“It wasn’t a high-pressure sales job,” Pryor told The Hill on Monday.

Biden traveled to Capitol Hill to preside over the vote. He predicted Democrats would be able to expand background checks in the future if they fell short Wednesday.

“I can assure you one thing — we are going to get this eventually. If we don't get it today we are going to get it eventually,” Biden said.

Reid is mulling his next steps in the wake of the setback.

“I think the leader is trying to figure that out right now. It’s hugely disappointing that something that 90 percent of the public wants won’t get 60 votes. The country is in a different place,” said Sen. Patty MurrayPatricia (Patty) Lynn Murray30 million people will experience eating disorders — the CDC needs to help Mulvaney remarks on Trump budget plan spark confusion Overnight Finance: Mulvaney sparks confusion with budget remarks | Trump spars with lawmakers on tariffs | Treasury looks to kill 300 tax regs | Intel chief's warning on debt MORE (Wash.), the fourth-ranking member of the Senate Democratic leadership.

A Senate Democratic aide said Democrats are unlikely to rally behind an alternative proposal to expand background checks.

Sen. Tom CoburnThomas (Tom) Allen CoburnPaul Ryan should realize that federal earmarks are the currency of cronyism Republicans in Congress shouldn't try to bring back earmarks Republicans should know reviving earmarks is a political nightmare MORE (R-Okla.) has proposed legislation that would allow potential gun buyers to conduct background checks on themselves and present certification to sellers. Coburn said his plan would give gun owners comfort that they are not selling firearms to criminals or the mentally ill.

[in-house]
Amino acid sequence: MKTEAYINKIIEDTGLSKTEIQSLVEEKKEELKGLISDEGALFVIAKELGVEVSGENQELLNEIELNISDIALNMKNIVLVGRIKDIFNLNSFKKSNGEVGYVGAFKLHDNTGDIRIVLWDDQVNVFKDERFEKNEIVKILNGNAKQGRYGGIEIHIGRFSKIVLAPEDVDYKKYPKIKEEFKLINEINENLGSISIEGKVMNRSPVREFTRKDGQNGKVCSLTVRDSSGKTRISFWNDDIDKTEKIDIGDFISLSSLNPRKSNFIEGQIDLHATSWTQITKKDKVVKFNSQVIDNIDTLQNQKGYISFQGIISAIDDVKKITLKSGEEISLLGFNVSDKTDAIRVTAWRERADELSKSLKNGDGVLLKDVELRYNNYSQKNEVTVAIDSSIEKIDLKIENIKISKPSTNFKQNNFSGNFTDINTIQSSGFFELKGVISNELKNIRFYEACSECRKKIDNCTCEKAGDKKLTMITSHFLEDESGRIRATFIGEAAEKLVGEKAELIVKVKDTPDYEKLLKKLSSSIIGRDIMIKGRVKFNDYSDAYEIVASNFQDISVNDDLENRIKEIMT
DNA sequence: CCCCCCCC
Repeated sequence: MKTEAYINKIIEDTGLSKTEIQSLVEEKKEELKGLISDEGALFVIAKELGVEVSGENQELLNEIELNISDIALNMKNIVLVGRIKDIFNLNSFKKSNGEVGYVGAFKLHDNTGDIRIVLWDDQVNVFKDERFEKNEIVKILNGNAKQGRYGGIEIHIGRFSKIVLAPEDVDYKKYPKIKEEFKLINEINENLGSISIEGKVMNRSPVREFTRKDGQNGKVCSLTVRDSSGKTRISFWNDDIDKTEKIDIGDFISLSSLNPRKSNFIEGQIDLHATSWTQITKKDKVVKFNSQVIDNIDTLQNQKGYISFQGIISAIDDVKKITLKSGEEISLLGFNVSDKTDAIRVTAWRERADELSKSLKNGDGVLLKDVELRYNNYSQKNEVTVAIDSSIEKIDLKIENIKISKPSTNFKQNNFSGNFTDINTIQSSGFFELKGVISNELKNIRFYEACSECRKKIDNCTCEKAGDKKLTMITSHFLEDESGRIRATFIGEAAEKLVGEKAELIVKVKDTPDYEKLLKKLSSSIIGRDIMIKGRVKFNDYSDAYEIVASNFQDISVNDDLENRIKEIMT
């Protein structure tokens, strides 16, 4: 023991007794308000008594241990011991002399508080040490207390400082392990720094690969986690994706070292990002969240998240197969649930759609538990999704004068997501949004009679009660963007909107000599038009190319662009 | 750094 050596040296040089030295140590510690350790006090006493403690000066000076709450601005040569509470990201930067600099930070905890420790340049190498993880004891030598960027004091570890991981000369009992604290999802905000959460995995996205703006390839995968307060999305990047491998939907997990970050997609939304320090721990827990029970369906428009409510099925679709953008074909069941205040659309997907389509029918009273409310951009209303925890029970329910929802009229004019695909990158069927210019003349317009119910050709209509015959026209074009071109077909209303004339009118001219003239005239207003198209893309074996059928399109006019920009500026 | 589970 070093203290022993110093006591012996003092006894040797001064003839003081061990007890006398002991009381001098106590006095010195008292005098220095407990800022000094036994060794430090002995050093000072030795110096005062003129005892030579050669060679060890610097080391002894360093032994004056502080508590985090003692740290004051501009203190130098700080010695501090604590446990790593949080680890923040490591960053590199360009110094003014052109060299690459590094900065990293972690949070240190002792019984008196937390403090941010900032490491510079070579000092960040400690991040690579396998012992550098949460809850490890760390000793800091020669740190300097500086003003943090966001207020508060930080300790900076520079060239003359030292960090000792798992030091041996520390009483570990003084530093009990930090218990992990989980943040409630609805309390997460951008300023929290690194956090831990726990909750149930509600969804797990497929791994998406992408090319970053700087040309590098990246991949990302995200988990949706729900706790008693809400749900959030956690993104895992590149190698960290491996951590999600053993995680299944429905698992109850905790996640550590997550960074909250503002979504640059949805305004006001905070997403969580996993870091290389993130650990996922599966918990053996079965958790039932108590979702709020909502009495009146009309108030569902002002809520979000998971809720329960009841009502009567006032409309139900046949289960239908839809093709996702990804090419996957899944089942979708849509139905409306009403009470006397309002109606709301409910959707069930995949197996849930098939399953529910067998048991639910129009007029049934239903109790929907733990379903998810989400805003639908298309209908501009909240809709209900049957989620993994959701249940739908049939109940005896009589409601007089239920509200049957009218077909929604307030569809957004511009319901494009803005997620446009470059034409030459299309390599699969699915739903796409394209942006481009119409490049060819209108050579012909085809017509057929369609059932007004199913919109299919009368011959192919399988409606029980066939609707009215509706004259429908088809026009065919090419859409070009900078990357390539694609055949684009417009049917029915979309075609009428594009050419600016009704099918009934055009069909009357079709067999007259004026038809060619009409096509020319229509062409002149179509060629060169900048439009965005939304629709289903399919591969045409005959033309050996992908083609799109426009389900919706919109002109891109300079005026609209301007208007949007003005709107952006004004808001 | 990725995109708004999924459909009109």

Coburn said he expected a vote on his amendment on Thursday.

But Democrats and gun control advocates say the Coburn proposal is too weak because it would not require record-keeping to help law enforcement prosecute illegal sales and transfers.

A senior Democratic aide said his party will make background checks an issue in the 2014 midterm election.

“We’ll have an issue where 90 percent of the public is with us,” the aide said.

But Sen. Charles SchumerCharles (Chuck) Ellis SchumerDemocrats now attack internet rules they once embraced Schumer: Trump budget would ‘cripple’ gun background checks Schumer: Senate Republicans' silence 'deafening' on guns, Russia MORE (N.Y.), the Senate Democrats’ chief political strategist — who played a large role in negotiating the bipartisan compromise on background checks — said the political impact of Wednesday’s vote remains to be seen.

“I think that America is largely for background checks,” he said. “An issue like this can end up helping, end up hurting. It depends.”

Amie Parnes and Justin Sink contributed to this report.